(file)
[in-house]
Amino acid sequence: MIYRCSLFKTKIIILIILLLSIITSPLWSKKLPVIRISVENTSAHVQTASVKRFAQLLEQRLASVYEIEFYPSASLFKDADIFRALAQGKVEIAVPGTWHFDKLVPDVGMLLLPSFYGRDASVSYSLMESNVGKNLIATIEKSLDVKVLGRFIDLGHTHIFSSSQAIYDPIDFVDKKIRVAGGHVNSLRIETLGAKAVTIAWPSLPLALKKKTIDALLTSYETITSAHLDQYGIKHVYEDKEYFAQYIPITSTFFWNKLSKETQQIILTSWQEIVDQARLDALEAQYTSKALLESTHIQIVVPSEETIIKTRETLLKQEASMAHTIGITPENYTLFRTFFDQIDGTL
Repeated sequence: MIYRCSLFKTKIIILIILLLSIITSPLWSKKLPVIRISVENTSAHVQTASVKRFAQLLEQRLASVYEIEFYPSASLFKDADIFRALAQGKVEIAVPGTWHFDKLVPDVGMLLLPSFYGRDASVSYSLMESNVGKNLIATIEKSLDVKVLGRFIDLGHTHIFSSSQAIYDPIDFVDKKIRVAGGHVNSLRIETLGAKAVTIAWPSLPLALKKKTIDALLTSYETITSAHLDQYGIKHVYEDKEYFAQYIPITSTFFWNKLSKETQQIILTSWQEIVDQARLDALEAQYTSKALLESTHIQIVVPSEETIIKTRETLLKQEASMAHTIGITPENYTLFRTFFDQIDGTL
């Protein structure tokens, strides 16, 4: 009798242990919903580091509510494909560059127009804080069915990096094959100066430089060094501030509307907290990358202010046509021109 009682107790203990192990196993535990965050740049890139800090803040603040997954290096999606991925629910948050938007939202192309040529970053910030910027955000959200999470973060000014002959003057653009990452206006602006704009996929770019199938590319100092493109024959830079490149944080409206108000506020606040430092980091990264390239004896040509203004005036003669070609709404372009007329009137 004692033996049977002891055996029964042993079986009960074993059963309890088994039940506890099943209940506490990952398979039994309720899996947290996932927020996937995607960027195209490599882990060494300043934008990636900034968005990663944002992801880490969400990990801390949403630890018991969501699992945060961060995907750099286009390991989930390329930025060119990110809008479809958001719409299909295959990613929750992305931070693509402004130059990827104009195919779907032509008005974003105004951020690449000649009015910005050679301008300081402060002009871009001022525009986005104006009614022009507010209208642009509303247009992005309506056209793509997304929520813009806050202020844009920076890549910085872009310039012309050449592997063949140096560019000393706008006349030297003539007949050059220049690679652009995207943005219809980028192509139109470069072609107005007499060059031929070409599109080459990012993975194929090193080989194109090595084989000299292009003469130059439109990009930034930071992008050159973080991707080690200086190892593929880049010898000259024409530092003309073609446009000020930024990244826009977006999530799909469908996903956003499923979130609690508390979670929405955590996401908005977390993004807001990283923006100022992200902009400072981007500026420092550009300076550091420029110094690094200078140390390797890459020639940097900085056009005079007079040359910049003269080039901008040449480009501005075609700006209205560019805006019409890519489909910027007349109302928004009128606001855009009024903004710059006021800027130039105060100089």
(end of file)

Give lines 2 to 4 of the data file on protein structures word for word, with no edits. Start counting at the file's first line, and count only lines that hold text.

Amino acid sequence: MIYRCSLFKTKIIILIILLLSIITSPLWSKKLPVIRISVENTSAHVQTASVKRFAQLLEQRLASVYEIEFYPSASLFKDADIFRALAQGKVEIAVPGTWHFDKLVPDVGMLLLPSFYGRDASVSYSLMESNVGKNLIATIEKSLDVKVLGRFIDLGHTHIFSSSQAIYDPIDFVDKKIRVAGGHVNSLRIETLGAKAVTIAWPSLPLALKKKTIDALLTSYETITSAHLDQYGIKHVYEDKEYFAQYIPITSTFFWNKLSKETQQIILTSWQEIVDQARLDALEAQYTSKALLESTHIQIVVPSEETIIKTRETLLKQEASMAHTIGITPENYTLFRTFFDQIDGTL
Repeated sequence: MIYRCSLFKTKIIILIILLLSIITSPLWSKKLPVIRISVENTSAHVQTASVKRFAQLLEQRLASVYEIEFYPSASLFKDADIFRALAQGKVEIAVPGTWHFDKLVPDVGMLLLPSFYGRDASVSYSLMESNVGKNLIATIEKSLDVKVLGRFIDLGHTHIFSSSQAIYDPIDFVDKKIRVAGGHVNSLRIETLGAKAVTIAWPSLPLALKKKTIDALLTSYETITSAHLDQYGIKHVYEDKEYFAQYIPITSTFFWNKLSKETQQIILTSWQEIVDQARLDALEAQYTSKALLESTHIQIVVPSEETIIKTRETLLKQEASMAHTIGITPENYTLFRTFFDQIDGTL
């Protein structure tokens, strides 16, 4: 009798242990919903580091509510494909560059127009804080069915990096094959100066430089060094501030509307907290990358202010046509021109 009682107790203990192990196993535990965050740049890139800090803040603040997954290096999606991925629910948050938007939202192309040529970053910030910027955000959200999470973060000014002959003057653009990452206006602006704009996929770019199938590319100092493109024959830079490149944080409206108000506020606040430092980091990264390239004896040509203004005036003669070609709404372009007329009137 004692033996049977002891055996029964042993079986009960074993059963309890088994039940506890099943209940506490990952398979039994309720899996947290996932927020996937995607960027195209490599882990060494300043934008990636900034968005990663944002992801880490969400990990801390949403630890018991969501699992945060961060995907750099286009390991989930390329930025060119990110809008479809958001719409299909295959990613929750992305931070693509402004130059990827104009195919779907032509008005974003105004951020690449000649009015910005050679301008300081402060002009871009001022525009986005104006009614022009507010209208642009509303247009992005309506056209793509997304929520813009806050202020844009920076890549910085872009310039012309050449592997063949140096560019000393706008006349030297003539007949050059220049690679652009995207943005219809980028192509139109470069072609107005007499060059031929070409599109080459990012993975194929090193080989194109090595084989000299292009003469130059439109990009930034930071992008050159973080991707080690200086190892593929880049010898000259024409530092003309073609446009000020930024990244826009977006999530799909469908996903956003499923979130609690508390979670929405955590996401908005977390993004807001990283923006100022992200902009400072981007500026420092550009300076550091420029110094690094200078140390390797890459020639940097900085056009005079007079040359910049003269080039901008040449480009501005075609700006209205560019805006019409890519489909910027007349109302928004009128606001855009009024903004710059006021800027130039105060100089």